Those of you who read this blog regularly have probably noticed I've been a little MIA lately. I managed right after the New Year to put together a post with an excerpt from my book, Treadmill Tales, but I'll admit that wasn't as time consuming as many of my other entries. A couple of weeks ago I mentioned on social media that I didn't get a post up because I spent the entire morning on the phone with my mother, which was accurate, but the honest truth is that life has simply invaded my brain in a way that has left little room for anything else.
Since Christmas, my friends-and-family death count currently stands at four. As my kids would have said when they were preschoolers, one shy of a whole hand. Four people who have touched my life who will no longer be a part of it until I join them in heaven. I will admit that I was closer to some of them more than others, but all of them where amazingly beautiful souls who will be missed dearly. The one who was the hardest for me to handle was number three on the list, for multiple reasons. After spending a full week near tears I began to pull myself together after this dear friend's death, only to receive the news of my uncle's passing a day later. I had managed only one day of dry eyes. When my mother called with the news, I remember saying to her, "I can't handle another one."
I have struggled with feeling callous, because after a week of being perpetually weepy my eyes were strangely dry at the news. I firmly believe I was simply out of tears. My well of emotion had run dry. As friends came to check up on me, I told one that I felt like I had become an island state. Every emotion I was capable of, from joy to sorrow and everything in between, had simply become varying shades of gray.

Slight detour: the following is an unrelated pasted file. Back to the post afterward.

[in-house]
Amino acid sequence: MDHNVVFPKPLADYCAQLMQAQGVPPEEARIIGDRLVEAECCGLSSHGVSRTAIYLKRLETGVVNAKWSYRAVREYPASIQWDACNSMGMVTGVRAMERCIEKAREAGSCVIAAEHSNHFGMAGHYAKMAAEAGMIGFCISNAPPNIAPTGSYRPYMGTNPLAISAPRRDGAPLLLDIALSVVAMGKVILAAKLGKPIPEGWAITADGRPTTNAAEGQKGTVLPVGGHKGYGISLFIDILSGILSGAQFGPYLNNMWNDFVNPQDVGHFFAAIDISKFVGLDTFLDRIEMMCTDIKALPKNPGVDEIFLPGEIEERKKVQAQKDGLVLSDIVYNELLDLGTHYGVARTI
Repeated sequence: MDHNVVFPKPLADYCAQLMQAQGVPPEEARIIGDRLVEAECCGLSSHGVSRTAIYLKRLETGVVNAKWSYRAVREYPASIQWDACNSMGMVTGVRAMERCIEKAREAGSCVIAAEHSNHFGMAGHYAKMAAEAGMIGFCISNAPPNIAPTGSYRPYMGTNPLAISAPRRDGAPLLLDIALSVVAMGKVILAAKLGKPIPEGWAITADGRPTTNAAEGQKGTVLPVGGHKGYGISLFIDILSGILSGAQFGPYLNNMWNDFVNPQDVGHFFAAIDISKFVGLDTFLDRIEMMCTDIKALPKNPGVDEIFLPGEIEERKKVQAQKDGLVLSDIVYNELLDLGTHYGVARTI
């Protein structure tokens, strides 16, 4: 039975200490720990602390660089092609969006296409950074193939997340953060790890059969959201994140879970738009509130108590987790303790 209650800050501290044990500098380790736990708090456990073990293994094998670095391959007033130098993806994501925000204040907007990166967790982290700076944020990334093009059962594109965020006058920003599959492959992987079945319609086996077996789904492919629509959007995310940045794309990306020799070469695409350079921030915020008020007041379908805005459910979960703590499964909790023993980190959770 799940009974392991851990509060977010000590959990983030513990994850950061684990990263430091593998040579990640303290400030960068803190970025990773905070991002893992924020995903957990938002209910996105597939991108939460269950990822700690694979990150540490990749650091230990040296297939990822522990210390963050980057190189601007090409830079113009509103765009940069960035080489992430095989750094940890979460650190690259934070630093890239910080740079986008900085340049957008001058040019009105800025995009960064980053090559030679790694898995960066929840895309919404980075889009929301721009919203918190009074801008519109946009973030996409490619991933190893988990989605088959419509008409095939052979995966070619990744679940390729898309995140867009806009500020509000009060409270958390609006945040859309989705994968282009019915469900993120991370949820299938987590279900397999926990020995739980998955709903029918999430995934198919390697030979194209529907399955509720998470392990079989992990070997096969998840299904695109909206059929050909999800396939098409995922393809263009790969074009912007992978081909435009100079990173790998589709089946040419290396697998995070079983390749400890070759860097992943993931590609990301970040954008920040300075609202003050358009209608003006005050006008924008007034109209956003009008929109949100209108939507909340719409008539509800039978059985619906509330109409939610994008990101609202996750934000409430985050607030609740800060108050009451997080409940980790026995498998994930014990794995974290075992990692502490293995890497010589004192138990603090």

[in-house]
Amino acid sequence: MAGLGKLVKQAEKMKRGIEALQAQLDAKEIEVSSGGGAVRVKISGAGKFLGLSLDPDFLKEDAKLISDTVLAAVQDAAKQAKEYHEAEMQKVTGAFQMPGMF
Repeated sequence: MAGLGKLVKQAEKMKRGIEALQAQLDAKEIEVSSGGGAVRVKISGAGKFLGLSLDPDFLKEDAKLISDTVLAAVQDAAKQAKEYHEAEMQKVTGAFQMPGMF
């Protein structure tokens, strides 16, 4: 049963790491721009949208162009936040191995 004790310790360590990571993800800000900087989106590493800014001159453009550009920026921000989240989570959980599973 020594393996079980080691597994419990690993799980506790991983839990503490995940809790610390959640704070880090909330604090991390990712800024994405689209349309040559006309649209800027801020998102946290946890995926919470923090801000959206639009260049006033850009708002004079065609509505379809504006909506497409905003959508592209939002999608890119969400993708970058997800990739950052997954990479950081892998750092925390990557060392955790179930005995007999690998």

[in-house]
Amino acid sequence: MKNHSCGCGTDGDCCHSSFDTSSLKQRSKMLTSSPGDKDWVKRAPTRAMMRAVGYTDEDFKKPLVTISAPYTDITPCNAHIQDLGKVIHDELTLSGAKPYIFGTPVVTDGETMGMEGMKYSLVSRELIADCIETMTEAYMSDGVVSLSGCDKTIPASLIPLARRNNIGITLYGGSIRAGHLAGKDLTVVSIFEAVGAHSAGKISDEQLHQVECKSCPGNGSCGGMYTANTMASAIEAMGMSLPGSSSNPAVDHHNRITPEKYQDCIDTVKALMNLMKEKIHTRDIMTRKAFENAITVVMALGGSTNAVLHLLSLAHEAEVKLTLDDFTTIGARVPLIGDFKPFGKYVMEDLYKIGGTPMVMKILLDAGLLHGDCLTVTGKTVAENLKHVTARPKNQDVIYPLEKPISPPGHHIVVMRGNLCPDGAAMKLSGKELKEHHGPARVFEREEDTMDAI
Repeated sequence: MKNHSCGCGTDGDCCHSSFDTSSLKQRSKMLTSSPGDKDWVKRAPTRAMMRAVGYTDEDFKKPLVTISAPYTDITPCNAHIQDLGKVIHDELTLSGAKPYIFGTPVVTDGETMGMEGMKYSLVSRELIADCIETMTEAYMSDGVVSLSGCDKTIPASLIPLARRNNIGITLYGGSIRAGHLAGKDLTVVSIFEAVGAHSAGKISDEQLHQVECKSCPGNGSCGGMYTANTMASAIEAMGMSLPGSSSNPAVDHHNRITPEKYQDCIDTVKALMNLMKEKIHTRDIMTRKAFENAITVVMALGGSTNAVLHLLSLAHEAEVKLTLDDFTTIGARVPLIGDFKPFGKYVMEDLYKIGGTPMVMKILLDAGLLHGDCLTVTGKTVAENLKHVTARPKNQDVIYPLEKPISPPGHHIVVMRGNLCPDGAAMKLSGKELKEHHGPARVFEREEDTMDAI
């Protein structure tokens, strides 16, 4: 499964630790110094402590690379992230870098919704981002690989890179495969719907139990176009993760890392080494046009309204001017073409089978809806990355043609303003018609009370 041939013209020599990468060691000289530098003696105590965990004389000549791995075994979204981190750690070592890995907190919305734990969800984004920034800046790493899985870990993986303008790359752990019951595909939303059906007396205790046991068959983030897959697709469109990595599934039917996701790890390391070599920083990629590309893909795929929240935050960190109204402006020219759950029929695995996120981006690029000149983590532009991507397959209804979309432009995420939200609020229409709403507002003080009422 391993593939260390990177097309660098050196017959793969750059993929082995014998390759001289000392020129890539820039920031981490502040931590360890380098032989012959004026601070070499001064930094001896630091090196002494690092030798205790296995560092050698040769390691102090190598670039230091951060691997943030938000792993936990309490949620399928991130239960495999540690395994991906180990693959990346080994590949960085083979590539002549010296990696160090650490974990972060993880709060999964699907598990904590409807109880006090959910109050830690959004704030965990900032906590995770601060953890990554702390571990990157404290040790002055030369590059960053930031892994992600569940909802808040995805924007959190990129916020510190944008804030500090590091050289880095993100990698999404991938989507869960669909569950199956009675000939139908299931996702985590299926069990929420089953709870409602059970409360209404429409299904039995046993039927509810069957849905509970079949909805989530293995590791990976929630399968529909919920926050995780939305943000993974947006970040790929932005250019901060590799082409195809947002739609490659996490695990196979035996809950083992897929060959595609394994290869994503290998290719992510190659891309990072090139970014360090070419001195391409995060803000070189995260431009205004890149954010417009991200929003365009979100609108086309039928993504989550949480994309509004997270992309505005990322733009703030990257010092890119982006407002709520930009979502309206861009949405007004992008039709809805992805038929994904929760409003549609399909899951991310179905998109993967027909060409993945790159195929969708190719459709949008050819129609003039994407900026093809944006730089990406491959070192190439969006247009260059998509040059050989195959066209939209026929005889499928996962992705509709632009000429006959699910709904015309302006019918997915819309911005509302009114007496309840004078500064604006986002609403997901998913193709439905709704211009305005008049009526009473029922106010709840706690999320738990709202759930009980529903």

As you can imagine, all of that has immensely affected my writing.
With my foggy brain, the story of my current novel was equally foggy. I love writing this blog, but it faded into insignificance for a while. In my island state, I have felt like I've been floating at sea. (Yes, I know islands don't float. Just stay with me.) My imagination, which is arguably an author's most important tool in their trade, was broken.
What I have realized, however, was that I needed to let this process affect me. I needed to let my love for those who have died in this last month to become part of my work. Had I tried to bury myself in writing with a crap brain, I would have created crap work that would have infested the story in ways I wouldn't have wanted it to. In the end, I'm discovering that all fog clears, and when it does the colors are more vivid than ever before. A month later, the story is still there ready and waiting for me. I find myself genuinely grateful that I stepped away for a little while, because now I have fresh eyes.
I have spoken often that the death of a character, in my opinion, has very little to do with the character who dies and everything to do with how it affects everyone around them. Dealing with death four times over in the last month will add new color to my writing from here on out. I look forward to seeing where it takes me.
Acknowledge that life will affect your writing. Better yet, let it happen. Muscling through might be the right answer in some situations, but it is okay to be aware when it's not. I have found myself thinking of when I heard JK Rowling talk about how she had started writing the first Harry Potter book just before her mother died. It affected those books. They became darker, which in my opinion is one of the best things about those stories. While I can only dream at this point of being as prolific of a writer as Rowling, I can find myself empathizing with that and hope to learn from it.
Now I look forward to continuing the story in vivid color. Again, all fog lifts.
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